However, much like the FMLA, under the CFRA, you are not required to pay employees while they are out of work.
How to Manage Stress Leave Requests
Firstly, you need to make sure you clearly outline all processes and procedures in your time off policy. Make sure your employees understand what they need to do if they need to request time off. For example, do they know how to get stress leave approved?
For example, how much notice do they need to give you? Will you pay employees who take stress leave? What conditions must they meet in order to be eligible? How will you manage their return to work?
If you are covered by the FMLA, then your employees must send you a 30-day written notice for approval. They will also need to provide you with a medical certificate. This certificate must confirm that they suffer from a medical condition that is impairing their ability to work. You will need to approve or deny this request within 5 days of receiving it.
How Managers Can Reduce Stress in the Workplace
The best way to reduce employee stress at work is to be proactive. Create a healthy work environment and work culture founded on the values of growth and support. Establish HR best practices to increase employee satisfaction levels. Make sure your employees are taking regular breaks and using their time off allowance (if you don’t already have one, use a time off tracker to monitor leave on an individual basis). Implement measures and initiatives to make sure your workforce is happy, healthy and productive.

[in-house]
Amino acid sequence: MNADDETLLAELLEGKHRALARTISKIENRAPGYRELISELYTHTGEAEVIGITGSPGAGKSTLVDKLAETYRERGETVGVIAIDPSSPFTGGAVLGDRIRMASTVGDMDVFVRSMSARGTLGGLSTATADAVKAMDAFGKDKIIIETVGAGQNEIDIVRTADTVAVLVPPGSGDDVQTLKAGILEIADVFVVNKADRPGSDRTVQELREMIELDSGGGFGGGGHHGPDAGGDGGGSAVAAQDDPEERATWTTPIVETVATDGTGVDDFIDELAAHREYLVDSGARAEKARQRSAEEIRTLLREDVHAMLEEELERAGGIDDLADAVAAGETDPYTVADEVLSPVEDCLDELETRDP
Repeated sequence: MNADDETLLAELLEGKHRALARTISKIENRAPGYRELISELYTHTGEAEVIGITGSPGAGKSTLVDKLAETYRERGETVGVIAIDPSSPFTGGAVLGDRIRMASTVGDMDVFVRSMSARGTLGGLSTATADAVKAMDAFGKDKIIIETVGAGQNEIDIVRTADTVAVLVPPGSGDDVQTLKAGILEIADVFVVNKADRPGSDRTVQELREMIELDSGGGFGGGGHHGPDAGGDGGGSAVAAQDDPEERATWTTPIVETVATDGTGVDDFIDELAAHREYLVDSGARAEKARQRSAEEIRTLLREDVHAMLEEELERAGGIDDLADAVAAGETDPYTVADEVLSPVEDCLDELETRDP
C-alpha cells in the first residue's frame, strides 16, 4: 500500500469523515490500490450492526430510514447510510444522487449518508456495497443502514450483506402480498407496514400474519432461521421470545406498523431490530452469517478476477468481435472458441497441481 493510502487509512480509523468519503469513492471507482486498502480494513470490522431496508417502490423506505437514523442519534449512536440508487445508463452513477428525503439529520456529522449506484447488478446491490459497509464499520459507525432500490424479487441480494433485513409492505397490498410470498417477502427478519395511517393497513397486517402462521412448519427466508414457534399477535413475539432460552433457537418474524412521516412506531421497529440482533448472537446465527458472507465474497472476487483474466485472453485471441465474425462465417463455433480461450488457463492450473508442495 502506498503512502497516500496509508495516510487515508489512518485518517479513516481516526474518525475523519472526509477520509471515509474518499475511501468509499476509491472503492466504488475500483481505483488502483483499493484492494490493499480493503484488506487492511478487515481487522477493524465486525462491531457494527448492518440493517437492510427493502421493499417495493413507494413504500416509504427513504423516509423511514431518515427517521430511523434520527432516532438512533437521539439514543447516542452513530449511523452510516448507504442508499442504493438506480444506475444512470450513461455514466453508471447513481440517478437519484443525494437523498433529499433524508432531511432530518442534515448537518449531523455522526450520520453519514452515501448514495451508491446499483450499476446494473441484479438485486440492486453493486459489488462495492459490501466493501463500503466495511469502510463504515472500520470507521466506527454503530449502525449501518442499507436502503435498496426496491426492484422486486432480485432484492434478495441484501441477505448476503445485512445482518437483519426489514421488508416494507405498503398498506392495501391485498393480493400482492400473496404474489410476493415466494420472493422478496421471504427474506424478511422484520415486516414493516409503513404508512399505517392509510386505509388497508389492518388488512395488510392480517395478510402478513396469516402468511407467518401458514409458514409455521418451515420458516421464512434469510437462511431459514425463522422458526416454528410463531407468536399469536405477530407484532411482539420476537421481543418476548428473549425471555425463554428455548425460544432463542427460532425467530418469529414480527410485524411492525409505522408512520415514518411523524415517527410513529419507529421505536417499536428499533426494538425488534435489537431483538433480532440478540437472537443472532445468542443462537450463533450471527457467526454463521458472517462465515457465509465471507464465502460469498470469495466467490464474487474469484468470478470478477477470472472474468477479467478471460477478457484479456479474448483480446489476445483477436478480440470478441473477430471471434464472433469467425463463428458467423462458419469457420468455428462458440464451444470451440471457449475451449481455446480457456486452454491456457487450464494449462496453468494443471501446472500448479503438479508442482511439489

For example, you could share a regular Workplace Stress Survey with your employees to keep a finger on the pulse of stress levels in your company. This will help you to identify any potential issues with stress. You can also hold regular feedback sessions with employees to find out if they need support or guidance.
Stress Leave from Work: Work Accommodations for Anxiety
Finally, the best way to reduce anxiety in your organization is to nurture a culture of employee wellness.
Start by conducting a risk assessment to identify stress hazards in your workplace. The biggest causes are usually management issues, bullying and harassment, and organizational structural issues. Other factors might include overly noisy environments, uncomfortable workstations, or a culture where working long hours is rewarded.
Once you’ve identified potential causes, implement measures to improve your culture and minimize stress leave from work. The aim is to create a culture that empowers your employees with the tools they need to effectively manage everyday stressors and challenges.
This post is also available in: English UK